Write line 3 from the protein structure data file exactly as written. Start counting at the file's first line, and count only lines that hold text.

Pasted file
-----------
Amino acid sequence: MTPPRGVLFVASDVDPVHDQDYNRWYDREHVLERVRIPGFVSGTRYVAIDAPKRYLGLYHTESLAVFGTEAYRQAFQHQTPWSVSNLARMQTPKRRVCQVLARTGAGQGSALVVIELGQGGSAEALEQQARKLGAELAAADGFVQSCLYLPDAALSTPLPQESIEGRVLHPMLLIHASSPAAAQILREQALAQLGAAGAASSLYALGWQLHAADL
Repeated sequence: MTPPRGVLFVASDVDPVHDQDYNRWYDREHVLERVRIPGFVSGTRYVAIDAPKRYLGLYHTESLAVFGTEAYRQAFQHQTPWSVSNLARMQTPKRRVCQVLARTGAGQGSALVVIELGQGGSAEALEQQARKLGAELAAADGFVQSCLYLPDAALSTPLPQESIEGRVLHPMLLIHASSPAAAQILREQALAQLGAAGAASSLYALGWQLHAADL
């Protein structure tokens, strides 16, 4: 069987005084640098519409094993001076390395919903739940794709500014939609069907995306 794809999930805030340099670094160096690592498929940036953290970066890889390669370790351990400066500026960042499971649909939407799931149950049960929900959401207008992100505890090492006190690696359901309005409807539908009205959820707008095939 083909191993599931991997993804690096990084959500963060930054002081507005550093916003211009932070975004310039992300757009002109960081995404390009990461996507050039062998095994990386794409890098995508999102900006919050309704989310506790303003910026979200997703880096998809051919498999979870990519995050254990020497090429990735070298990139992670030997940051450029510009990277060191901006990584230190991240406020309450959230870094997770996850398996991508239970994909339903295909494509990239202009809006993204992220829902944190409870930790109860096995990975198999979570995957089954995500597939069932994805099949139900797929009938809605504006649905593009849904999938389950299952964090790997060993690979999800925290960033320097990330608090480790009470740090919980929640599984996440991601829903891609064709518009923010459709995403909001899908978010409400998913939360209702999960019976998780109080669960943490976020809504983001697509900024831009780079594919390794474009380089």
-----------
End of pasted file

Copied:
């Protein structure tokens, strides 16, 4: 069987005084640098519409094993001076390395919903739940794709500014939609069907995306 794809999930805030340099670094160096690592498929940036953290970066890889390669370790351990400066500026960042499971649909939407799931149950049960929900959401207008992100505890090492006190690696359901309005409807539908009205959820707008095939 083909191993599931991997993804690096990084959500963060930054002081507005550093916003211009932070975004310039992300757009002109960081995404390009990461996507050039062998095994990386794409890098995508999102900006919050309704989310506790303003910026979200997703880096998809051919498999979870990519995050254990020497090429990735070298990139992670030997940051450029510009990277060191901006990584230190991240406020309450959230870094997770996850398996991508239970994909339903295909494509990239202009809006993204992220829902944190409870930790109860096995990975198999979570995957089954995500597939069932994805099949139900797929009938809605504006649905593009849904999938389950299952964090790997060993690979999800925290960033320097990330608090480790009470740090919980929640599984996440991601829903891609064709518009923010459709995403909001899908978010409400998913939360209702999960019976998780109080669960943490976020809504983001697509900024831009780079594919390794474009380089």